My eating habits consist of the following: no breakfast, a small bowl of whatever my center is serving for lunch, and then a regular sized meal for dinner. One or two pops each day, depending on how much energy I have. I’ve been sleeping from 9:00 to 5:45, roughly eight to nine hours each night. Even though I feel ‘elderly’ for going to bed so early (sometimes it’s 8:30 if I’ve had a rough day), I wake up less cranky and more alert for the day. One week I had a weird schedule on a Tuesday, and I didn’t get to bed until almost 11 that night. Wednesday was the worst day ever — I almost fell asleep several times on the floor. So I definitely know that sleeping for eight hours consistently every night works great for me. I haven’t had anything close to a night terror, and I zonk out and deep sleep with no troubles.

But all of this, of course, means nothing for positive body image. I can sleep well and I can make meals with actual vegetables (gasp!), but I know from yeeaaarrrsss of body hate that it is all moot if I don’t look in that mirror and like what I see. I can honestly say that since I hit puberty, I have struggled with loving what I see in pictures and in the mirror. Is any girl different? I don’t think so. I think loving what you look like — from your facial features to your hips and thighs — is the biggest challenge for women, no matter what size you are.

I am a size 10/12; my sisters are sizes 4/6 and 0/2. Now take a moment and imagine not only going through high school and college where people can easily compare you to your skinnier sisters, but also having a job with them and going out to the bars/clubs with them. I lived this life, and it was so so so so rough. All the pretty compliments, all the skinny compliments, all the single guys go straight to them. Before I met Husband, I entered a mini crisis in my life because I didn’t look or weigh anything close to my sisters, and I had pretty much determined that I was not going to ever find love. I don’t think my sisters really realized this, but I stopped wanting to go to clubs and bars with them because 80% of the night was guys hitting on and dancing with them. My first boyfriend told me, to my face, that my sister was prettier than me and if he hadn’t thought she was out of his league, he would have rather dated her than me. Now this guy was a complete asshole, but that thought buried itself in my brain and stayed with me for YEARS and thinking of it even now still upsets me. Two other guys I had crushes on told me after I admitted my feelings that they wanted to go out with my sister, not me.

Now honestly, could some of that last example have been personality? Most definitely. But when you’re twenty, and you like someone, the biggest attraction in the beginning is obviously physical attraction.

So what was my body image like when I was in my early twenties? Um, in the tank. I wore a lot of masculine outfits — jeans and shirts, khakis and button ups when I was ‘dressng up’. The junior high kids during my field observation thought I was a lesbian. I KNOW. I ate what I wanted and never weighed myself — I considered myself fat and felt like I would never be pretty enough for anyone.

I know at this point it would be pretty non-feminist to say that Husband changed everything for me. Luckily I am here to say he did NOT completely change how I viewed myself. However, he did start the change.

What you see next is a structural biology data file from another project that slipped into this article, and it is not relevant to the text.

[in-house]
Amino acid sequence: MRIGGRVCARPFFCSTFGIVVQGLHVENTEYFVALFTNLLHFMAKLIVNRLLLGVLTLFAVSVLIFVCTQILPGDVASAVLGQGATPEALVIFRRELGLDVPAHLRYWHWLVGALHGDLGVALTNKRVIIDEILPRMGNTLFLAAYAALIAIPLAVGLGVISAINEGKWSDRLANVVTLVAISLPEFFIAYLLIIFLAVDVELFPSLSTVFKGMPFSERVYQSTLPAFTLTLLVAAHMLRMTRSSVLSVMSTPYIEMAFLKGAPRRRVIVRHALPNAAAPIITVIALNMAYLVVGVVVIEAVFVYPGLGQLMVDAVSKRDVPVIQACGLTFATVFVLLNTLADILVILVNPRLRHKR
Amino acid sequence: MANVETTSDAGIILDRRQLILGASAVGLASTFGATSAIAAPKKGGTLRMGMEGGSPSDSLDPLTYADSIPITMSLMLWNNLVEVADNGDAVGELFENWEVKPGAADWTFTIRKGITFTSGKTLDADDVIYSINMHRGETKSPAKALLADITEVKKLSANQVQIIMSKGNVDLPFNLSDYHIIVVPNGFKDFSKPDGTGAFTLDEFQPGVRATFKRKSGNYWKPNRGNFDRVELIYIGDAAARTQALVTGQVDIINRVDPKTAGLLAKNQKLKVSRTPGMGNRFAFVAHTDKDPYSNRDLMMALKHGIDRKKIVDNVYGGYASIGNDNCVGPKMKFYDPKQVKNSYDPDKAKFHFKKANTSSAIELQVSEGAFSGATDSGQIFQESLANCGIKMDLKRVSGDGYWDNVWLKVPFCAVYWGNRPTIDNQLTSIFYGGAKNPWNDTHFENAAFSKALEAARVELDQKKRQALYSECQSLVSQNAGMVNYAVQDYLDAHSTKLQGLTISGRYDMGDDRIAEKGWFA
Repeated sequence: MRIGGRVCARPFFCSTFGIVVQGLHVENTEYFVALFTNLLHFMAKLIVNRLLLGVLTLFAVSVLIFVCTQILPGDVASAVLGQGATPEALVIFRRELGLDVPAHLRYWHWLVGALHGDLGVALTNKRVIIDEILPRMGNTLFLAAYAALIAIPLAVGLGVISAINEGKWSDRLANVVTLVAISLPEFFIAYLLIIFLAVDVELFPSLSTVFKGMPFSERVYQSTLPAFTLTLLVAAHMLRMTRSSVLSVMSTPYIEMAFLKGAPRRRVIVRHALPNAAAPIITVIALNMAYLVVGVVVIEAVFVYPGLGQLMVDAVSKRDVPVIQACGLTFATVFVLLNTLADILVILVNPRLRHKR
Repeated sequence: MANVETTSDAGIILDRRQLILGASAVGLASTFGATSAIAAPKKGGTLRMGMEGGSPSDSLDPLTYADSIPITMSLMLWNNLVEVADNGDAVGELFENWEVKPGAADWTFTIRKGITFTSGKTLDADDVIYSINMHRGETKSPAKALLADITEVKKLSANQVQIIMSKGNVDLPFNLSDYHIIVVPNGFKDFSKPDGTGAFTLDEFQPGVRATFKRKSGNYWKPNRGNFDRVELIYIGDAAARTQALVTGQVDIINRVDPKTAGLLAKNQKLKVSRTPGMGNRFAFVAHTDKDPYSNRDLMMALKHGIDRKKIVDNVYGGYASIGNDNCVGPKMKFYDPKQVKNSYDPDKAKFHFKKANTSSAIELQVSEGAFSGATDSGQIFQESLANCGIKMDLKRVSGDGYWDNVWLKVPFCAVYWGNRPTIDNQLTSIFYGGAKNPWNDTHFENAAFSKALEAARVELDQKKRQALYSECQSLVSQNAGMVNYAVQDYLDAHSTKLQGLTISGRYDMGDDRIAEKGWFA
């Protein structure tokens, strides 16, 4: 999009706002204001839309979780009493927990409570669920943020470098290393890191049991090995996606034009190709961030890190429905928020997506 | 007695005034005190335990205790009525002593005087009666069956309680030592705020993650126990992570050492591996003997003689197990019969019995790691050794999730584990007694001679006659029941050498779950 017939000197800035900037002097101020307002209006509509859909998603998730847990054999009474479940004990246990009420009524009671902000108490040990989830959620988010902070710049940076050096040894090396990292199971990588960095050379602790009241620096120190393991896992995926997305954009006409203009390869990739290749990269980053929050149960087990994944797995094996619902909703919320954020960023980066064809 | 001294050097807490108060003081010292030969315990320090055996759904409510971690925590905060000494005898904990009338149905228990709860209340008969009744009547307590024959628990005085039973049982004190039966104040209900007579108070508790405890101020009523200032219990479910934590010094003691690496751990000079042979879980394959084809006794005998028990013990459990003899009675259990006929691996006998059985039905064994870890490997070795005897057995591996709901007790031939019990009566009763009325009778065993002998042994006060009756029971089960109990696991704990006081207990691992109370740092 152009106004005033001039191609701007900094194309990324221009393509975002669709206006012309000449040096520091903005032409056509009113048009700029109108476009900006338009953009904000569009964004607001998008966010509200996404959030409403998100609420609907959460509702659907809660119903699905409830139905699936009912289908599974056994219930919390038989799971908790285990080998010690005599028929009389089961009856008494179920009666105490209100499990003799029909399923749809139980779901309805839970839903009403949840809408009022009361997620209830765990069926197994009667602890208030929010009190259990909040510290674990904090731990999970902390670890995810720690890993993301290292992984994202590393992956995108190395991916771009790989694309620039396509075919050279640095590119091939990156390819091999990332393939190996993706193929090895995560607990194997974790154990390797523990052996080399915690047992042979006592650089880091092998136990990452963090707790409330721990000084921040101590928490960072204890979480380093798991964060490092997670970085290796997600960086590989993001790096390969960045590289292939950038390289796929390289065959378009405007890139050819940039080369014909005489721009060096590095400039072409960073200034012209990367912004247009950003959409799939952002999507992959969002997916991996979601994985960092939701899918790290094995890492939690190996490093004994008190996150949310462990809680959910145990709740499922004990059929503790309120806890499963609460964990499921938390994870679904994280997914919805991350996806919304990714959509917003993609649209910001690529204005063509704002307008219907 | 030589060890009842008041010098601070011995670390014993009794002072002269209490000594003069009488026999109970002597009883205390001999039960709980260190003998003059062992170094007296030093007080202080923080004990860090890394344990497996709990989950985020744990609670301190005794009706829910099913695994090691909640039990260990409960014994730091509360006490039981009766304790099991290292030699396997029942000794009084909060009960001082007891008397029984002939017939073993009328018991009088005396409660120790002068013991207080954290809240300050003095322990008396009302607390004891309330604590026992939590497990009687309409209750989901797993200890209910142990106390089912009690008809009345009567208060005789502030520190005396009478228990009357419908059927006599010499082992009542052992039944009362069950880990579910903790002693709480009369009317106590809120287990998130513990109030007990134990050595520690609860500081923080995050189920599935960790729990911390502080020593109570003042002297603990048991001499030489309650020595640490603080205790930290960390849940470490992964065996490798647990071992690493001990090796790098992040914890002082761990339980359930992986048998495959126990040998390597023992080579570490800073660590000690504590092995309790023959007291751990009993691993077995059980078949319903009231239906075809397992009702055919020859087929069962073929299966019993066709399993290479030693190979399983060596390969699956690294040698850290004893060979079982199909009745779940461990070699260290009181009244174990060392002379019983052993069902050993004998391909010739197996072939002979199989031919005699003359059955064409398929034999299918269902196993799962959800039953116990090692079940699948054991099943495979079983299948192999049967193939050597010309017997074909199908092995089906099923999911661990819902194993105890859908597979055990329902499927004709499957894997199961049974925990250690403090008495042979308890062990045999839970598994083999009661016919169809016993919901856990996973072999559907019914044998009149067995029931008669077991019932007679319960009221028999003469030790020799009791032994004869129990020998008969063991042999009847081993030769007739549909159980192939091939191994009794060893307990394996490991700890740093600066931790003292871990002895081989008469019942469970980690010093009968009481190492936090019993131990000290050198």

Husband tells me I am beautiful (or skinny, or sexy, or cute) at all times — when I come home from work with spit up on my shoulder, when I am dressed up for date night,  when I am in pajamas with wet, snarled and stringy hair. I don’t think anyone taught him this, at least as far as I know. I think it comes from a genuine place — he’s not saying it to ‘check off’ on a list of Good Husband behavior. One day I realized I was doing the same thing — I was waking up with him and telling him how cute he was, I was greeting him home from work, him decked out in sweaty bike gear, telling him how sexy he looked, and I was watching him doing something as mundane as shaving and feeling overwhelmed by how handsome he was. I think (and I realize we are still ‘newlyweds’, blah blah) this is true love — seeing the ‘on’ and ‘off’ times of your significant other and yet genuinely feeling that they look so cute, so hot, so attractive.

ANYWAY, because of this, I really started thinking, ‘I am hot!’ when I would get ready for work. I’d put on my khakis and polo and go, ‘Damn, this fits me right! Props to me!’ So Husband gets the credit for turning the tide of my self image. HOWEVER, obviously, there would still be a lot of times when I would feel overwhelmed by my size and a terrible body image.

Like a weekend in December 2012.

That weekend I stayed at my parents’ house because we were going wedding dress shopping for my newly engaged sister. Now if you’ve been married, or been a bridesmaid, you know that the wedding dress is a BIG deal. My oldest sister went to six stores, because she had an image in her mind of a plain wedding dress, and it was terribly hard to find because wedding dresses are all about the BLING. I went to only two stores and my wedding dress shopping was not harsh on my self image at all, because I did not have any fantasies about losing weight or wearing a certain size. Plus, size 12 is the average size of the American woman so I didn’t have to worry about sucking it in to try on a dress I really loved. SIDETRACK. BACK TO THAT WEEKEND.